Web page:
How It Feels to Float by Helena Fox

I Am Change Invisible Boys

I Am Change by Suzy Zail

Invisible Boys by Holden Sheppard

It Sounded Better in My Head

It Sounded Better in My Head by Nina Kenwood

Land of Fences by Mark Smith

Monuments The Surprising Power of a Good Dumpling

Monuments by will Kostakis

The Surprising Power of a Good Dumpling by Wai Chim

This is How We Change the Ending Weapon (Whisper, #2)

This Is How We Change the Ending by Vikki Wakefield

Weapon by Lynette Noni

 

CHILDREN’S 

The Glimme How to Make a Movie in Twelve Days

The Glimme by Emily Rodda, illustrated by Marc McBride

How to Make a Movie in 12 Days by Fiona Hardy

The Illustrated Encyclopaedia of Ugly Animals Wolf Girl: Into the Wild

The Illustrated Encyclopaedia of Ugly Animals by Sami Bayly

Into the Wild: Wolf Girl Book 1 by Anh Do, illustrated by Jeremy Ley

Mr Chicken All Over Australia The Painted Ponies

Mr. Chicken All Over Australia by Leigh Hobbs

The Painted Ponies by Alison Lester

Tilly The Tiny Star

Tilly by Jane Godwin, illustrated by Anna Walker

The Tiny Star by Mem Fox & Freya Blackwood

A Trip To The Beach Gwyn Perkins Young Dark Emu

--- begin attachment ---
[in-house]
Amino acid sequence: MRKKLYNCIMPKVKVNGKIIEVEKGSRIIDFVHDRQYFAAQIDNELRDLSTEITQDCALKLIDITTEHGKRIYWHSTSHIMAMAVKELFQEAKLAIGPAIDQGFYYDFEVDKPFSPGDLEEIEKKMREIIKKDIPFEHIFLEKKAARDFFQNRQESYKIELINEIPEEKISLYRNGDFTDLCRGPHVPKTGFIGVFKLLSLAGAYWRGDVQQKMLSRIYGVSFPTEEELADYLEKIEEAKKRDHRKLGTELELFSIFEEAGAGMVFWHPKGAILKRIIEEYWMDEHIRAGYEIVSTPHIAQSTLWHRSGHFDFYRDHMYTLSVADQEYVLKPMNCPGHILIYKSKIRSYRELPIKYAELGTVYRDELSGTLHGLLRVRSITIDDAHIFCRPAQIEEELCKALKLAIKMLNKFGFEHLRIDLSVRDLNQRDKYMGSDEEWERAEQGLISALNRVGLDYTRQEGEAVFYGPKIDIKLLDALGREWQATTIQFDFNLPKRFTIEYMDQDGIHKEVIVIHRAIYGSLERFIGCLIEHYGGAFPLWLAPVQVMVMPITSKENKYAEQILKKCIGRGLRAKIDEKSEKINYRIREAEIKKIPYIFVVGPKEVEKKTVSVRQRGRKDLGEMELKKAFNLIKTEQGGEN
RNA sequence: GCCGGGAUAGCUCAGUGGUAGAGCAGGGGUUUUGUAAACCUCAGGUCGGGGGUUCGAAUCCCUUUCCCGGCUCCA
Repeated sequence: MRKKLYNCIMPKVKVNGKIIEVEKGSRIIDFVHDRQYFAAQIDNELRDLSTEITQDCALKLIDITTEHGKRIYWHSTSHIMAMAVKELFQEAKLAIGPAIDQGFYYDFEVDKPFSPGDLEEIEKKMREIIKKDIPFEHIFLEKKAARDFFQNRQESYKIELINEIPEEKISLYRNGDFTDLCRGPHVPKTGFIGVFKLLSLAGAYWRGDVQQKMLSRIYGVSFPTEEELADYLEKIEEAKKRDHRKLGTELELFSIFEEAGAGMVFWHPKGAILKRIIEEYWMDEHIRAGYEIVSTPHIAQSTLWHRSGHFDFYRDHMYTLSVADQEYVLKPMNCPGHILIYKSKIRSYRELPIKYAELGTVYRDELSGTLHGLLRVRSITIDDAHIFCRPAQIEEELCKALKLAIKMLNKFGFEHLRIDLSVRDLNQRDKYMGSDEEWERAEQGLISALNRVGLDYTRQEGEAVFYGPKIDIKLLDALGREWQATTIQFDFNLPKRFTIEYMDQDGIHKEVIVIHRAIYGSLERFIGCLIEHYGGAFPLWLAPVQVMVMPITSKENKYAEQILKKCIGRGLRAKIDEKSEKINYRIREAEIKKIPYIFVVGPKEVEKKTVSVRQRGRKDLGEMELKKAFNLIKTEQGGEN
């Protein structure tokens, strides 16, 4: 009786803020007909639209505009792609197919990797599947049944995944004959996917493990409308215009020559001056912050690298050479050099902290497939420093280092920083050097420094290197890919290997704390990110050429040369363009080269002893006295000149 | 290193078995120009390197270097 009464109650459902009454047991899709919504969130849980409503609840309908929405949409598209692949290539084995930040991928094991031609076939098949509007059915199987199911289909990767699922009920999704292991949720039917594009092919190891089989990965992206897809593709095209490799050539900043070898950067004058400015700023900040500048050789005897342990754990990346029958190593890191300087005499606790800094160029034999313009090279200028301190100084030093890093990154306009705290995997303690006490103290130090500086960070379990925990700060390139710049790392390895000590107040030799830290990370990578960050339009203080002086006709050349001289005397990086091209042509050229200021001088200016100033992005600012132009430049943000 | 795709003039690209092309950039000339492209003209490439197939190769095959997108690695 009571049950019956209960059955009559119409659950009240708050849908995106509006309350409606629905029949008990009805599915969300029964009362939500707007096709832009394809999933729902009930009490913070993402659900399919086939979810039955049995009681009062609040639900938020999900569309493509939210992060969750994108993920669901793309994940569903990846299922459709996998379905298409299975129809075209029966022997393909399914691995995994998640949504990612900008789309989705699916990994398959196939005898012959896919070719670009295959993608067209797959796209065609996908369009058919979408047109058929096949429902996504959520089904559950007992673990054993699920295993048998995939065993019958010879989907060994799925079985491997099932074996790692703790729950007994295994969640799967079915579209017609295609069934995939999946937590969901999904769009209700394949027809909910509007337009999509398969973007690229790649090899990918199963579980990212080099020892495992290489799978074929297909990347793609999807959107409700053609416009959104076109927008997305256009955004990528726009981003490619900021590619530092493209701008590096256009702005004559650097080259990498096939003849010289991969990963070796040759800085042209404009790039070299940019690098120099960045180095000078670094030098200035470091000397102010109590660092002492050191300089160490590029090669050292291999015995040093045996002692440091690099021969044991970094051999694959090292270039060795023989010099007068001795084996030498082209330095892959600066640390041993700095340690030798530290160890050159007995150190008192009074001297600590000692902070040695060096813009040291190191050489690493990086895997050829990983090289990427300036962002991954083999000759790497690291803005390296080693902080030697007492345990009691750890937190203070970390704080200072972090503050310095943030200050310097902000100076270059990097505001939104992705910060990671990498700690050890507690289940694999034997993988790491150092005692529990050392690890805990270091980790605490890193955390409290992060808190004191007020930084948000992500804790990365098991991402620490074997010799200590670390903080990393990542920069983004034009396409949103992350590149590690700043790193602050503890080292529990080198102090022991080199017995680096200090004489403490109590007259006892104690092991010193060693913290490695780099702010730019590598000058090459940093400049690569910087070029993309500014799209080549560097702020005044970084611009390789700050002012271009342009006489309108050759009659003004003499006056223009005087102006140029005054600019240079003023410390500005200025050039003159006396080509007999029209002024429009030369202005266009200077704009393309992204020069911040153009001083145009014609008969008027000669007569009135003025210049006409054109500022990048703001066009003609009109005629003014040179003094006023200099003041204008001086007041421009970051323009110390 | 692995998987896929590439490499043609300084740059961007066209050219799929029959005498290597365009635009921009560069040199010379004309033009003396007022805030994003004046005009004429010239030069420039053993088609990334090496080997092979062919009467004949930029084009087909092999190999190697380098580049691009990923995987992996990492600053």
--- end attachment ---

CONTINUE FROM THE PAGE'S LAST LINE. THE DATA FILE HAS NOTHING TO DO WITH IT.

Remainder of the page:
A Trip to the Beach by Gwyn Perkins

Young Dark Emu by Bruce Pascoe

News to Wake Your Brain Cells Dec 6

CHILDREN’S BOOKS

The 25 Best Children’s Books of 2019 – New York Times

2019 CBC Diversity Awards: “A movement, not a trend” – Publisher’s Weekly

Children have sharper vocabulary skills by age 3 when parents read with them early on – People

Children’s Starred Reviews 2019 – Publisher’s Weekly

NPR’s favorite books of 2019 – NPR

NYPL Best Books for Kids – NYPL

LIBRARIES

Books on wheels: when the library comes to the homeless shelter – The Christian Science Monitor

‘We wanted our patrons back’ – public libraries scrap late fines to alleviate inequity – NPR

Why the library intimidates me: interview with a non-user – Princh

YA LIT

All the new young adult SFF books coming out in December – Tor

December 2019 YA releases – BookRiot

Former Netflix International Exec Erik Barmack to adapt Australian teen novel ‘On the Jellicoe Road” – Deadline

Jason Reynolds on wanting writer role models: ‘Judy Blume never came and hollered at us’  – Salon

YA anthologies: Discovering and using new collections for teen readers – SLJ

The young adult book genre has become a literary juggernaut – Datebook

Review: Rabbit and the Motorbike by Kate Hoefler

Rabbit and the Motorbike by Kate Hoefler

Rabbit and the Motorbike by Kate Hoefler, illustrated by Sarah Jacoby (9781452170909)

Rabbit is the sort of creature who stays close to home, never venturing far from his home in the wheat fields. He does dream of leaving at night, but never does. He also loves to hear about Dog’s adventures on his motorbike. Dog is older now and doesn’t ride any longer, but his stories are wonderful and carry Rabbit far from his home. When Dog dies, he leaves his motorbike to Rabbit. Rabbit tries to make it part of his life, leaving it in his garden, taking it inside his house, but never riding it. Then one day, he decides to just ride the bike to the end of the road. But roads are long, and soon Rabbit is off on his own adventure that echoes that of Dog, who he can feel riding along with him at times.